No, this isn't a joke.
Moogfest, a multi-day festival that includes workshops and panels on experimental electronic music and concerts by headliners such as Kraftwerk and the Pet Shop Boys, will kick off April 23rd with a panel discussion on "Wiring Silicon Mountain: Nurturing Innovation Through Technology in Western North Carolina". The panelists will include McCrory, Asheville mayor Esther Mannheimer, Hickory mayor Rudy White and others.
I'm not sure what McCrory will offer besides his usual platitudes and the usual Republican talking points about private businesses being the best way to get encourage high tech.
By coincidence, a consortium of Triad and Triangle universities, working with local governments, has announced their preferred vendor for offering high-speed next generation Internet in those areas. If you'll notice the map in the linked article and this information on the consortium's board, you'll notice that this high speed network will basically create to large islands of ultra-fast Internet in the state, with the rural areas in between and surrounding them still poking along on virtual dirt roads in an information desert.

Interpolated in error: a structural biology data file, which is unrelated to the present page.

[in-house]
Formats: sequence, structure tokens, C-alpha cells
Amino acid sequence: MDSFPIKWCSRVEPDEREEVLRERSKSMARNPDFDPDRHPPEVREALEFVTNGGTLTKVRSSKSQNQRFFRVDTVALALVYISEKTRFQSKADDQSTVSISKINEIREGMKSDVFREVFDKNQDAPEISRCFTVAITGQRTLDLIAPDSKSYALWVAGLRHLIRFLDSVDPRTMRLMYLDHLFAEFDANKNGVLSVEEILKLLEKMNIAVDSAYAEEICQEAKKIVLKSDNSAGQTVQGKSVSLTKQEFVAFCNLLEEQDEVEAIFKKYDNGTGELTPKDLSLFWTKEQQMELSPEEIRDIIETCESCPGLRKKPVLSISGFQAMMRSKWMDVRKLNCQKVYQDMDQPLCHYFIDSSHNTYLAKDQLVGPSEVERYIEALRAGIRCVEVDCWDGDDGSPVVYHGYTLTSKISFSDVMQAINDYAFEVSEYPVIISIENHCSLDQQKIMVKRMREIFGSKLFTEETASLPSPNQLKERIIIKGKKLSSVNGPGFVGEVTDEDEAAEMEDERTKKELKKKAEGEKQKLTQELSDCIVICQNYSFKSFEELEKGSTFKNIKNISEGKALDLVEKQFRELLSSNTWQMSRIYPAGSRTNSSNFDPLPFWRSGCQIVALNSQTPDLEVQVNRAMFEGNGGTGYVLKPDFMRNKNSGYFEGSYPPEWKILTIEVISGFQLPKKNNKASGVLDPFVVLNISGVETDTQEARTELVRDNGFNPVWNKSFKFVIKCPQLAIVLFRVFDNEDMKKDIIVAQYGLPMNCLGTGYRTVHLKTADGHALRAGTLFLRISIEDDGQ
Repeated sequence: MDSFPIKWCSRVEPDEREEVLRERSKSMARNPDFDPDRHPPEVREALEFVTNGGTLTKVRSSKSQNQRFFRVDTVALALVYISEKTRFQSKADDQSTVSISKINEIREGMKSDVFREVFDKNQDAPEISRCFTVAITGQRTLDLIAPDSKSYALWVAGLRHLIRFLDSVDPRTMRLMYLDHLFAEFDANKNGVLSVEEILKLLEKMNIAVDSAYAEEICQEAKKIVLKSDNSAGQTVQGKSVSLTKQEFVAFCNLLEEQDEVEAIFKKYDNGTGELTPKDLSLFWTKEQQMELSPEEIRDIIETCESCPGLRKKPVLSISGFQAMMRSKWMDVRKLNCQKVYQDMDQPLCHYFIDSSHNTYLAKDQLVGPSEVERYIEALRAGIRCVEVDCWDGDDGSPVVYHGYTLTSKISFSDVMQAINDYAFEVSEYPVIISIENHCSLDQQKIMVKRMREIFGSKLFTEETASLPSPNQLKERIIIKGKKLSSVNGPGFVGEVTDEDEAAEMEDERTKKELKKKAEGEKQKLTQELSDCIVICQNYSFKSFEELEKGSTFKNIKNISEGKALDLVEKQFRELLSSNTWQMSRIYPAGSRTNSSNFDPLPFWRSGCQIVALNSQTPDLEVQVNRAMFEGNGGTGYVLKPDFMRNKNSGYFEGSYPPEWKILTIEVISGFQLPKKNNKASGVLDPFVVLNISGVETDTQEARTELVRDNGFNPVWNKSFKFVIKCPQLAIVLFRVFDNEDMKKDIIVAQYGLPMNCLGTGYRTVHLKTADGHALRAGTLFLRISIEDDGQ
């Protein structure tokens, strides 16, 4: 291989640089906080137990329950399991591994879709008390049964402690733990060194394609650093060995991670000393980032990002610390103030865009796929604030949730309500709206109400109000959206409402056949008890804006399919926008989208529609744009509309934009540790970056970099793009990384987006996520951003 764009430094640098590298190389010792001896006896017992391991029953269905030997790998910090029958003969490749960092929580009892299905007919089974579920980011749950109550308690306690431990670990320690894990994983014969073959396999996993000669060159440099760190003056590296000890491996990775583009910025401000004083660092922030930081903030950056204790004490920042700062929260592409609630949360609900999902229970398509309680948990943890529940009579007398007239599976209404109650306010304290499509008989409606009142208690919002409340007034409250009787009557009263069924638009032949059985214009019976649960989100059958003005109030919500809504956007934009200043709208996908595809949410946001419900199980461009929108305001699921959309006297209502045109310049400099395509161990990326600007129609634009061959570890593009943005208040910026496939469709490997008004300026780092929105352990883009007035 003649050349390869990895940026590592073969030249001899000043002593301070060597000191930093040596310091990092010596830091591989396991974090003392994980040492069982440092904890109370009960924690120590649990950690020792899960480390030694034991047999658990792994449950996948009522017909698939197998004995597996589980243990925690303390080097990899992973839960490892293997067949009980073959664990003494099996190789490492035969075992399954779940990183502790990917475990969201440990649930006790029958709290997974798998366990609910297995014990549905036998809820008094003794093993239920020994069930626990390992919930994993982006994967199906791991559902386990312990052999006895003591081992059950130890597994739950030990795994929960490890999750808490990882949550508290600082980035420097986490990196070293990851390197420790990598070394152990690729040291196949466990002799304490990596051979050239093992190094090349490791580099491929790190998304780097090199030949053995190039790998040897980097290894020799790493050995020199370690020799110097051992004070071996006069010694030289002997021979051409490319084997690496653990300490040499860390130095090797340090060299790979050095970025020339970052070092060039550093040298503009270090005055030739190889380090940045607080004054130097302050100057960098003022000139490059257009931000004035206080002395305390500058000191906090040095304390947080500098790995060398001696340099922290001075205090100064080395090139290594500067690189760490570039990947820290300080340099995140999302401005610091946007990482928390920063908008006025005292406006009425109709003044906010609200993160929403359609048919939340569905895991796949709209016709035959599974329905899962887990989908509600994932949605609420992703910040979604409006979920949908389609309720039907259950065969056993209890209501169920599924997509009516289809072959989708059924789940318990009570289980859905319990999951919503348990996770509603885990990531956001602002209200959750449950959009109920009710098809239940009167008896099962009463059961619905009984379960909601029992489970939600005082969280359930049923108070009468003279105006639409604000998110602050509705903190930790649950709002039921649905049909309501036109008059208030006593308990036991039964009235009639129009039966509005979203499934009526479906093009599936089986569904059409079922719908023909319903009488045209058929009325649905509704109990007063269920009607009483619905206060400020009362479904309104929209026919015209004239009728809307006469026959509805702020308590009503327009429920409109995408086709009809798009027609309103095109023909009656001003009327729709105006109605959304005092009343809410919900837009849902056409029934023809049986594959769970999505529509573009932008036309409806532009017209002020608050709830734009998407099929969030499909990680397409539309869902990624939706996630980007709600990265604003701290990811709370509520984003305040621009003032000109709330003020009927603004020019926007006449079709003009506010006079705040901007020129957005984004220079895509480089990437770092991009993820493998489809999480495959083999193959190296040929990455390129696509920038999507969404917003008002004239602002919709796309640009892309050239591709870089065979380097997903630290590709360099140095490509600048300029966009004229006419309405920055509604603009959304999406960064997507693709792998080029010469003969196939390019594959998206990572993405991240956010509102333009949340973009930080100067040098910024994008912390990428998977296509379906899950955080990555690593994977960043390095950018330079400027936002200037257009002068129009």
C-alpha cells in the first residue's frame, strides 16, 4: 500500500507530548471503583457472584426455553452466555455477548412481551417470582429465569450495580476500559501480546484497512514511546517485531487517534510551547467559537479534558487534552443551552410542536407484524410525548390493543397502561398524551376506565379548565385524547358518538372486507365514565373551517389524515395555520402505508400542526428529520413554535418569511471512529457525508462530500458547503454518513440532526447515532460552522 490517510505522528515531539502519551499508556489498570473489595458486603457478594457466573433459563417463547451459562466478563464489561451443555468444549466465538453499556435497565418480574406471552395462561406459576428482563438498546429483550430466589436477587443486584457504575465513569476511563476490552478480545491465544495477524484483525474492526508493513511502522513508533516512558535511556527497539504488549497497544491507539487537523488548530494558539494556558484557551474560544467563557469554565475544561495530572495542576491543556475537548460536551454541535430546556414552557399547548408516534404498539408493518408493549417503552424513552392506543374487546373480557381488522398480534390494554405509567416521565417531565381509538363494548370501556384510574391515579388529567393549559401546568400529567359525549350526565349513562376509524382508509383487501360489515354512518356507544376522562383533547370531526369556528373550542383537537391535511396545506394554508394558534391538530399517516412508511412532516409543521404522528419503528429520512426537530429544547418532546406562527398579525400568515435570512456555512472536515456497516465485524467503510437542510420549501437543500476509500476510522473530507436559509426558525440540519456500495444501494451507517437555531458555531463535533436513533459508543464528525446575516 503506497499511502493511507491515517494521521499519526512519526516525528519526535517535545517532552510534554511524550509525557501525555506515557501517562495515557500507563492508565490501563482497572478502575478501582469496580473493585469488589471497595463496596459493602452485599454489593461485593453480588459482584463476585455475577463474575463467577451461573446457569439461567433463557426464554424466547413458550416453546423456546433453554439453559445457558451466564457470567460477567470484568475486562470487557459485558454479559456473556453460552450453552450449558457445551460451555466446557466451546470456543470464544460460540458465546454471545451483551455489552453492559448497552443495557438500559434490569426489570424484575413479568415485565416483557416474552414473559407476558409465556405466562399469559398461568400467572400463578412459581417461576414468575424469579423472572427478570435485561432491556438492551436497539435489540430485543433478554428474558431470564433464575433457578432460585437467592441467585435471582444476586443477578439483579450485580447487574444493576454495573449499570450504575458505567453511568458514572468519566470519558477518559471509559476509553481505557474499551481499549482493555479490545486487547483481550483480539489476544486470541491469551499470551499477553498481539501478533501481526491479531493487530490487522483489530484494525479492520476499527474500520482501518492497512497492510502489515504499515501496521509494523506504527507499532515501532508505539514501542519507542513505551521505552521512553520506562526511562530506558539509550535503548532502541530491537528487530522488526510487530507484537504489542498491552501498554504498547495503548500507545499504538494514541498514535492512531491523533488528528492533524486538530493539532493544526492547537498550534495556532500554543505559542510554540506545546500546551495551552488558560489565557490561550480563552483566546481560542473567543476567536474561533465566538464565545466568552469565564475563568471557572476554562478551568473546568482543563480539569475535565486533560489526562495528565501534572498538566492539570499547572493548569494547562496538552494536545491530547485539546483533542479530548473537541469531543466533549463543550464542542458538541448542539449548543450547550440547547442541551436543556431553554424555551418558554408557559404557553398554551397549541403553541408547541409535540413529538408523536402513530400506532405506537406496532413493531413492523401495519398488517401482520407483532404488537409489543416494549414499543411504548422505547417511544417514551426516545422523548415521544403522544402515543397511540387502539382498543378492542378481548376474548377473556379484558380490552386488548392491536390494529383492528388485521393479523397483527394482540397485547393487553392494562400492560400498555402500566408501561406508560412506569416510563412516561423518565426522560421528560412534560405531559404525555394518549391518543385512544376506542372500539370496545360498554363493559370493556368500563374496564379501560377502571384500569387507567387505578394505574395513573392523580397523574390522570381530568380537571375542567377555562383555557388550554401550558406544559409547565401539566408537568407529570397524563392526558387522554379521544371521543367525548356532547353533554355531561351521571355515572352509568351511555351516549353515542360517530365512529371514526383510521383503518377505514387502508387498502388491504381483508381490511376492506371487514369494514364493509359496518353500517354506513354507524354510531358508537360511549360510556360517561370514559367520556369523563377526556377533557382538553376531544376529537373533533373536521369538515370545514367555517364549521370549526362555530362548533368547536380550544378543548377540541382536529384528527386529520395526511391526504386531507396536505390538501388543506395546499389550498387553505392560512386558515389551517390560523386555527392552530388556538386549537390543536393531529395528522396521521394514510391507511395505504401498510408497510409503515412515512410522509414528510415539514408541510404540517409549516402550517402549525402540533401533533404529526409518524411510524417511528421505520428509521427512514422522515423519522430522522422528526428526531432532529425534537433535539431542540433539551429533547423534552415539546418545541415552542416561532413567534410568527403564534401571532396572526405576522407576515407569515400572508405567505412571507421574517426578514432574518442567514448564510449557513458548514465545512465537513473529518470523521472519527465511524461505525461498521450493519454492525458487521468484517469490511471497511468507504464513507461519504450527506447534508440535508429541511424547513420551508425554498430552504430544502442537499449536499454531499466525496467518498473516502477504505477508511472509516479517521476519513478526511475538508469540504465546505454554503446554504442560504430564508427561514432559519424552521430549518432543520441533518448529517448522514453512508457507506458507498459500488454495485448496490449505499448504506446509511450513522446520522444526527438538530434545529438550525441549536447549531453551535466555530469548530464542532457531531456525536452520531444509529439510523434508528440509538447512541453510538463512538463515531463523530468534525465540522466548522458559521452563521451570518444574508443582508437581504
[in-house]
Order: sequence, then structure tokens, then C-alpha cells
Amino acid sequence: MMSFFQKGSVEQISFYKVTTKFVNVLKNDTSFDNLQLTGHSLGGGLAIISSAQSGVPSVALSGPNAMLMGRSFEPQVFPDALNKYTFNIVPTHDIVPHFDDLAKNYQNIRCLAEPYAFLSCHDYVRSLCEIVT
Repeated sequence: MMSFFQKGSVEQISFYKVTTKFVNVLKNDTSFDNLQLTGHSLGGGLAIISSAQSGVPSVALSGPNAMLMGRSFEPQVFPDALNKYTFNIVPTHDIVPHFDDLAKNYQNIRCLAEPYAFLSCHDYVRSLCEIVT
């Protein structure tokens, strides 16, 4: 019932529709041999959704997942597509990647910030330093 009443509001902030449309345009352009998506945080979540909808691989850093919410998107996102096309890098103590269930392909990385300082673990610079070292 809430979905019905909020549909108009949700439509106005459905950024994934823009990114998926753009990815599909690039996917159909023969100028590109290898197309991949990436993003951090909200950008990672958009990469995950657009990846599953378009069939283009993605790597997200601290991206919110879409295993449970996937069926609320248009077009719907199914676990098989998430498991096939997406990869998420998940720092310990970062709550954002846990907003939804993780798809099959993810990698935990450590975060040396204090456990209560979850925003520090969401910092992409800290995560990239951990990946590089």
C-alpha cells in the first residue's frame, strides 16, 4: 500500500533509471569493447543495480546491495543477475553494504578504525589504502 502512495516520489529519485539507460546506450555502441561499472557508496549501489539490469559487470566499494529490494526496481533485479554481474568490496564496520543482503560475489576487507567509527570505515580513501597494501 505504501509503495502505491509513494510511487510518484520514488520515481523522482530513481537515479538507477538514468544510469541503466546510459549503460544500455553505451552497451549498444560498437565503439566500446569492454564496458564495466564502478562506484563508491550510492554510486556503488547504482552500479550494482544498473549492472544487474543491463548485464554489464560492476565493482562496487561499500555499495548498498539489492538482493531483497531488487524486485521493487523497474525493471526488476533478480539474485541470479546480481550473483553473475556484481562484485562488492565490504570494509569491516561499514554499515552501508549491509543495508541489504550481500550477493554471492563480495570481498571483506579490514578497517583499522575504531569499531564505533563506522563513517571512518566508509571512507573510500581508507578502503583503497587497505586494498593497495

Private companies haven't been stepping up to the table to wire rural areas of North Carolina. What Internet access is available in rural areas of the state, particularly in the mountain region, is spotty and expensive. While some have argued that state and Federal governments should step up to the plate to encourage coops for Internet access in rural areas, similar to the rural electrification efforts that transformed rural America and Appalachia throughout the 30s, 40s and 50s, Republicans like McCrory are deaf to such talk. The Bush administration put us decades behind other developed nations in Internet access and the gridlock in DC hasn't done any more for the effort during the Obama years.